Dual passports, double headaches
Fast-forward to today, and it would seem that the trend of pregnant Chinese women traveling to the United States to give birth has not abated. Yet, on the heels of such reports comes a new story from the Chinese newspaper, Economic Observer, that details the consequences that many of these mothers returning to China with their American children now face.

Perhaps the most immediate problem for families is the fact that China does not allow dual citizenship. Absent then of documents like a Chinese passport, birth certificate or a hukou – the infamous resident permit that allows Chinese citizens to legally live and work in a city – these children are foreigners in the eyes of the government and subsequently subjected to higher school tuitions and limited access to national health care.

Some parents have attempted to game the system by conning the Chinese government into issuing their children passports. Still others have paid for fake birth certificates and hukous that allow them to at least enroll their children in the local schools they desire without facing the additional fees required of foreign children.

However, with such steps come additional risks and concerns.    

With dual passports, comes the greater chance of getting caught by both Chinese and American authorities while travelling between the two countries. U.S. law stipulates that in most cases, dual nationals must use a U.S. passport to enter and leave the United States. However, to leave China on an American passport would expose a child’s dual nationality and in essence negate their ill-gotten Chinese citizenship.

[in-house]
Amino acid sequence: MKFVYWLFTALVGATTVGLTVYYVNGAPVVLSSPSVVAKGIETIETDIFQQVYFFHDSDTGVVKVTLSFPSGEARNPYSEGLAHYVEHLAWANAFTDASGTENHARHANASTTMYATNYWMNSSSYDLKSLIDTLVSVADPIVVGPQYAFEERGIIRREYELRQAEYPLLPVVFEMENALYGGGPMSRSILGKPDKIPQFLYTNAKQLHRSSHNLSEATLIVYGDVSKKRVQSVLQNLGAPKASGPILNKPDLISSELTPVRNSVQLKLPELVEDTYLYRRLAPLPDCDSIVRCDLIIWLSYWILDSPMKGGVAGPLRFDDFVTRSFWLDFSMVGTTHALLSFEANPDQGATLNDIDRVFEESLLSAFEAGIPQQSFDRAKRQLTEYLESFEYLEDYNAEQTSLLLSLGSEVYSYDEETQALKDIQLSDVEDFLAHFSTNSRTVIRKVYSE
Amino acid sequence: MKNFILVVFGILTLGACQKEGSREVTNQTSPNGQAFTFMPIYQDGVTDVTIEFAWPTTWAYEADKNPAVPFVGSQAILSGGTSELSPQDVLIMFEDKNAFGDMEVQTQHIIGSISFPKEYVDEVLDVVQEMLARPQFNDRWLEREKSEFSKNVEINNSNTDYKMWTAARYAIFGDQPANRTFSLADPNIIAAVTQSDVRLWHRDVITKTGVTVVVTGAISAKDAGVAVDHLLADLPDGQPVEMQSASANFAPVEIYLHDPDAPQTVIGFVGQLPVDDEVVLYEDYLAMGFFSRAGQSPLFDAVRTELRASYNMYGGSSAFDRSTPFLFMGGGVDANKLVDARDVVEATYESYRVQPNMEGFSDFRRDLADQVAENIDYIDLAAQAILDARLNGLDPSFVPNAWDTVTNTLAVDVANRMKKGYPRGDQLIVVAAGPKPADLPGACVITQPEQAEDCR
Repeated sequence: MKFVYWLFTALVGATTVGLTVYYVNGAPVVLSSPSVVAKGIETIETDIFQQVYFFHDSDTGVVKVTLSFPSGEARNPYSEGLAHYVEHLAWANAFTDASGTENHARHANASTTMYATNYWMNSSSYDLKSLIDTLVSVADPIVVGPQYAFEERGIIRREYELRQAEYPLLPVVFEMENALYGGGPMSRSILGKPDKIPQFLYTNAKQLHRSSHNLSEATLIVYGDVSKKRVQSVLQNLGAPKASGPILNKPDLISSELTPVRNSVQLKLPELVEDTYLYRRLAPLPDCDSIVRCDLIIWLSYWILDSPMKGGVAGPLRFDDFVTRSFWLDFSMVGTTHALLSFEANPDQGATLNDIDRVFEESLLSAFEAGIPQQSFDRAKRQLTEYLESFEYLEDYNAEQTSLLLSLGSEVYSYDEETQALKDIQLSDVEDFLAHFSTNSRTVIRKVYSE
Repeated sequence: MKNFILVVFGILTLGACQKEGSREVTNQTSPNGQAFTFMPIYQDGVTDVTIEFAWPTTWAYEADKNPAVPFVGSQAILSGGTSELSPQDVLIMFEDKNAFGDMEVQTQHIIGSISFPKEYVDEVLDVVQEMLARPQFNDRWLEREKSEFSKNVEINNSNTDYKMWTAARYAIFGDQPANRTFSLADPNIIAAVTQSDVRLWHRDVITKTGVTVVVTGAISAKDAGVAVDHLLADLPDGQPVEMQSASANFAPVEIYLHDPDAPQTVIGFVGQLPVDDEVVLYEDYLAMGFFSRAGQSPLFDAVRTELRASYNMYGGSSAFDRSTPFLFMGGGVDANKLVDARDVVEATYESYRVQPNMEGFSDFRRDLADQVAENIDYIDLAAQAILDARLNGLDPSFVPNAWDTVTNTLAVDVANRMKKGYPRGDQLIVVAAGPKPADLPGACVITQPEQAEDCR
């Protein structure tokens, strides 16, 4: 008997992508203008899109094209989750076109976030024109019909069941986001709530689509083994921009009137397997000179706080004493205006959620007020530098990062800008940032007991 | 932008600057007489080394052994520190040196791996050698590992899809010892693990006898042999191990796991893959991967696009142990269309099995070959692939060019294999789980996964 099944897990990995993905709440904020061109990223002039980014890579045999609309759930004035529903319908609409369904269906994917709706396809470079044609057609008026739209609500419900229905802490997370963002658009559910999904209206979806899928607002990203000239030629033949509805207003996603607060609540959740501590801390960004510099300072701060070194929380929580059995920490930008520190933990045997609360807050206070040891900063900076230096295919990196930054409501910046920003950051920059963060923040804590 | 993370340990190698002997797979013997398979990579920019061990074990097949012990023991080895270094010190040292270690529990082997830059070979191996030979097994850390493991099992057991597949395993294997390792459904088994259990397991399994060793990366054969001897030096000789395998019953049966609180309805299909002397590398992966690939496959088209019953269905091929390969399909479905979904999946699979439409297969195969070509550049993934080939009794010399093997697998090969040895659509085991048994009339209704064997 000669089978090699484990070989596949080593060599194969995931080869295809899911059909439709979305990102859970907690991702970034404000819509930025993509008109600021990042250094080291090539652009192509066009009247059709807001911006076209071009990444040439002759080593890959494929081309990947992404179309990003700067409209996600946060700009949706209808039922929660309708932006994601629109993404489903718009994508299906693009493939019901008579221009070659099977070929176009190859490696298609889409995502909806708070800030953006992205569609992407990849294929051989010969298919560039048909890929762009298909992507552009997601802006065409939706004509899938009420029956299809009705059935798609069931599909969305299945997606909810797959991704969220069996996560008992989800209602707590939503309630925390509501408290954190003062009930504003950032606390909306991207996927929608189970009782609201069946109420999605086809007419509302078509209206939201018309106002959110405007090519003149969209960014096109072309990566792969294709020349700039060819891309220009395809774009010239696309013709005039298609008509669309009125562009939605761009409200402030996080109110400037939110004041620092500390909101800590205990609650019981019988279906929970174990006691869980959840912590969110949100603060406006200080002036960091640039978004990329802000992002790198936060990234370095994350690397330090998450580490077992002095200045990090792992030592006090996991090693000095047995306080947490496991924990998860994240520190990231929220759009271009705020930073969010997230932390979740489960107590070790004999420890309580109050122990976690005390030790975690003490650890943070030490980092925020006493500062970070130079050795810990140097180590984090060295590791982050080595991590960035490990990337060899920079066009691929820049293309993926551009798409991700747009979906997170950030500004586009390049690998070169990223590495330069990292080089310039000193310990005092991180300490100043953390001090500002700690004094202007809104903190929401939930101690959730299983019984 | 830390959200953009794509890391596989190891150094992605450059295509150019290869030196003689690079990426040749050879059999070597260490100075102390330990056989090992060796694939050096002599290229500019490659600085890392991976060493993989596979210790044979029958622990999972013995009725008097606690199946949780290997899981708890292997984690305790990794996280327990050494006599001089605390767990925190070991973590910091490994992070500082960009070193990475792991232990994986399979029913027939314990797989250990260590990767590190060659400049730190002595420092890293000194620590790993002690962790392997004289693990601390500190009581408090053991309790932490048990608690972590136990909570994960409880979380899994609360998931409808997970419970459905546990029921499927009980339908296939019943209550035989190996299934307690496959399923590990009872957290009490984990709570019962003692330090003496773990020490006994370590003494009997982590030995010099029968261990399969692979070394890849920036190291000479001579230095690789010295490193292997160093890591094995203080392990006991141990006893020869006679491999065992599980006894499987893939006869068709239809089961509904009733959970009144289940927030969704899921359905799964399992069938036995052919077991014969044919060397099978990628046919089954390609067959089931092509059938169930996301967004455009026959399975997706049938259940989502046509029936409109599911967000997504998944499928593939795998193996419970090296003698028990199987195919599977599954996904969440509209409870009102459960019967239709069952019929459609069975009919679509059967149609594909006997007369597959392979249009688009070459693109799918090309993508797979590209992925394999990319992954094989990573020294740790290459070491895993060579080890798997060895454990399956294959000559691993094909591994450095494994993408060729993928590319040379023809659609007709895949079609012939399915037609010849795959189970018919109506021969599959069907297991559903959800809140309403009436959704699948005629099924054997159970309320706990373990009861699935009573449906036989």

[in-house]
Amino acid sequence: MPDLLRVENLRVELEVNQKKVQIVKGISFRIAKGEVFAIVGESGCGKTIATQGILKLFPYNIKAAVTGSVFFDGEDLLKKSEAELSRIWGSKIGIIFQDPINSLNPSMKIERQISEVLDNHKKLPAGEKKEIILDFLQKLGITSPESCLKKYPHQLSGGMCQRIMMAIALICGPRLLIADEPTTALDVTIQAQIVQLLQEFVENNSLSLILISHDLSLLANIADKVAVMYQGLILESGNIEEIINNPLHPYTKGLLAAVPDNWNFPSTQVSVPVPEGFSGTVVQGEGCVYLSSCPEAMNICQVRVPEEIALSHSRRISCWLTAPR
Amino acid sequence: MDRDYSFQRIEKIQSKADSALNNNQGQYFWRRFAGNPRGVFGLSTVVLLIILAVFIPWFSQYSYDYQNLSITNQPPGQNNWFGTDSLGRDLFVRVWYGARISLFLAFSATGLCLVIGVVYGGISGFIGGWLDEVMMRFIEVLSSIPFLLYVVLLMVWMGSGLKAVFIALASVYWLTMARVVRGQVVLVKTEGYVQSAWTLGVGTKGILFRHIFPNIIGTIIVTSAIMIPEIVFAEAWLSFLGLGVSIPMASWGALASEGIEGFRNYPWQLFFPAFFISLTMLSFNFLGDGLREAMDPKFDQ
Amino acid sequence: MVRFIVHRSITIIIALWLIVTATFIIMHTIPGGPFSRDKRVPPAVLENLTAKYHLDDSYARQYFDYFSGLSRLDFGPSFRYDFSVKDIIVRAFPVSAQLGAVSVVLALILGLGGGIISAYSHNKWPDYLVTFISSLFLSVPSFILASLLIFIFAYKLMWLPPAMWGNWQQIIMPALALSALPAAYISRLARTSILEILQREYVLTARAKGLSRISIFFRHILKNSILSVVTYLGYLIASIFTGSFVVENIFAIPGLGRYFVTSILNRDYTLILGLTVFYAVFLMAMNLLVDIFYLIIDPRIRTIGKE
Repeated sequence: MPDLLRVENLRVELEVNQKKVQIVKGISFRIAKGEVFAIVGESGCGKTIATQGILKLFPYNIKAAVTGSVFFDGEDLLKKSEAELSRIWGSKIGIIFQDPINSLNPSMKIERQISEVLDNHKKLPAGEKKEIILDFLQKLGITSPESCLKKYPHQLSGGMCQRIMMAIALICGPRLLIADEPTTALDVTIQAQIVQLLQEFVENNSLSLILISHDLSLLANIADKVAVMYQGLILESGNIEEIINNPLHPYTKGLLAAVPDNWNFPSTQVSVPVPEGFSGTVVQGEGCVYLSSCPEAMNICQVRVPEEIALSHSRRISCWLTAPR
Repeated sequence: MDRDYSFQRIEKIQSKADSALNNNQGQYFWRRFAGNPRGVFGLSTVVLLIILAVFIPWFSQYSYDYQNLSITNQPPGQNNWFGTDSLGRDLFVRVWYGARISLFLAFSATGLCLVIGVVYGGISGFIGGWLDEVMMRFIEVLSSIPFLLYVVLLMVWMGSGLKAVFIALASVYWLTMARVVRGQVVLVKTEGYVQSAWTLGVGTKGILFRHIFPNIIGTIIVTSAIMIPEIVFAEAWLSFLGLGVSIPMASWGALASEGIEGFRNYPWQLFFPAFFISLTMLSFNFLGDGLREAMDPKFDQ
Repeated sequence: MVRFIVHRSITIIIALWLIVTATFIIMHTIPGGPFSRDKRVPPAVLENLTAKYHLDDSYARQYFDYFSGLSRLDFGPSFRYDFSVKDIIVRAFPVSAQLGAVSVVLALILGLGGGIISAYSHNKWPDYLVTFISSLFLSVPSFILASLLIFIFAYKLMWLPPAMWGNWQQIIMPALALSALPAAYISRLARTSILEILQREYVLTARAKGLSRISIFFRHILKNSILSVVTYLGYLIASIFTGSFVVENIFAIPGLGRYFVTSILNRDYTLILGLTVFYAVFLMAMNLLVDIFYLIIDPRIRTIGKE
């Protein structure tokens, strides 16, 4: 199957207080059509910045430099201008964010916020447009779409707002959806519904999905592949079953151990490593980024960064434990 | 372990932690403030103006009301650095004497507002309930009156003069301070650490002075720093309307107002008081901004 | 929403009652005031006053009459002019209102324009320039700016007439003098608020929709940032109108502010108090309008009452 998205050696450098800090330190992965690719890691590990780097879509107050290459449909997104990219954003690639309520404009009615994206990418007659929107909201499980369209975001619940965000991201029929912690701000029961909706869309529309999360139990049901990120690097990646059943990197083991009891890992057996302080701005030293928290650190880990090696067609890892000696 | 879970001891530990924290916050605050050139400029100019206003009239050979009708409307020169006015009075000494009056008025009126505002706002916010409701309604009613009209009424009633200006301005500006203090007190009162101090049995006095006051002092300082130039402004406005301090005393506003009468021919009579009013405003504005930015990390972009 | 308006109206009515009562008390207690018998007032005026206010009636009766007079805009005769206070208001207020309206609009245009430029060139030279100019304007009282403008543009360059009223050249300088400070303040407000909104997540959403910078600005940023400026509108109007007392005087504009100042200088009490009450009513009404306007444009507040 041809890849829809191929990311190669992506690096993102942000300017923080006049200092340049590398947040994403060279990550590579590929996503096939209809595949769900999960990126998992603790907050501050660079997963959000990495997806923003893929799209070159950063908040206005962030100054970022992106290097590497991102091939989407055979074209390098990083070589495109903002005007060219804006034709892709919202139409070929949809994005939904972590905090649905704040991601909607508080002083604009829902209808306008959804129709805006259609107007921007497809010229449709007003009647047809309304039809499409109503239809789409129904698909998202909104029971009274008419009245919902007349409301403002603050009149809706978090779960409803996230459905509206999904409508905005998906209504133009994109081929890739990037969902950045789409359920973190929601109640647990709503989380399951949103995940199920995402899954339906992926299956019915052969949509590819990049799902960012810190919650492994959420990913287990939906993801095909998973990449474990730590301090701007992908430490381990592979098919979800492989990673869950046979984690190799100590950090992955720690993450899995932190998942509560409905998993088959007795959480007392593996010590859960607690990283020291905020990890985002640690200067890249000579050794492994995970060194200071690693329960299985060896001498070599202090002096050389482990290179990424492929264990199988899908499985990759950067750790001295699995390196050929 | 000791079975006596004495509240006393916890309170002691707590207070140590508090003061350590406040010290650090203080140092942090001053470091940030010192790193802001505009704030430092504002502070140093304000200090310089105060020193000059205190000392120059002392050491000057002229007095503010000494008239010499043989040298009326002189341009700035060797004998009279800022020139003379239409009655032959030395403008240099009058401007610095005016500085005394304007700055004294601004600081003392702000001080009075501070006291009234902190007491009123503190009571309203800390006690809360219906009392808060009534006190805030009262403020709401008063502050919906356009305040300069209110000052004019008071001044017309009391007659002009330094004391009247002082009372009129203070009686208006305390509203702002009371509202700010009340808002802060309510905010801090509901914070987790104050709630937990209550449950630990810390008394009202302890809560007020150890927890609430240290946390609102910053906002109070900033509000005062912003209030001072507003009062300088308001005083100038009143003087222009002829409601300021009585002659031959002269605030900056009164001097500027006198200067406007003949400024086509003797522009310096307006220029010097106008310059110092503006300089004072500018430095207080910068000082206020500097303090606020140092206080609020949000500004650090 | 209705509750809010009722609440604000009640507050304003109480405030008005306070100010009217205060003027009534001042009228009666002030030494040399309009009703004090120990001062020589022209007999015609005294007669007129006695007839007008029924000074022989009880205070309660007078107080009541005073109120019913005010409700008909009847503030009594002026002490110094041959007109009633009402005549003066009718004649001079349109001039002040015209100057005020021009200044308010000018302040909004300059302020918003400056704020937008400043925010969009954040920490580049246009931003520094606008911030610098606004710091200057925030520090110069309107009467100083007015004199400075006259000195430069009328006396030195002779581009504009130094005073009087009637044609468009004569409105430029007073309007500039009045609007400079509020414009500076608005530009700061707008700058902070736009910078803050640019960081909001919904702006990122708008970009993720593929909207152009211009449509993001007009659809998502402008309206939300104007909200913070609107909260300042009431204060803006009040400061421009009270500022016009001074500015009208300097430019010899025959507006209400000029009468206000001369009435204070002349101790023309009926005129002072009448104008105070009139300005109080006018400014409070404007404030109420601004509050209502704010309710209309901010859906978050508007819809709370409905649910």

In order to circumvent these legal landmines then, Chinese families often must apply for a visa to a second country or a region like Hong Kong, where they transit through using their Chinese passports to enter and then fly onwards from there to the United States on their American passports.

Finally, Chinese babies born in America will eventually find themselves subjected to the same civic responsibilities that other citizens must face: taxes. After they turn 15 years old, Chinese anchor babies will be expected to pay state and federal taxes. While the consequences of not paying taxes vary from state to state, it is clear that the benefits that they would be entitled to had they paid would not be fully afforded to them.

Also of particular interest to Chinese families of anchor babies is that while their children will one day be able to sponsor their the parents American citizenship when the children turn 21, it will be a difficult case to make to immigration officers about their suitability if their offspring have not paid any taxes into the system.  

Whether the State Department decides to amend this loophole or whether the experience of this first generation of Chinese anchor babies proves troublesome enough to deter people remains to be seen. However, it should be comforting – perhaps coldly so to some – to Americans to know that despite all the news one reads almost daily about China gaining on the United States in a variety of measurables, U.S. citizenship still remains a hotly desired status symbol for much of China’s privileged and economically mobile class.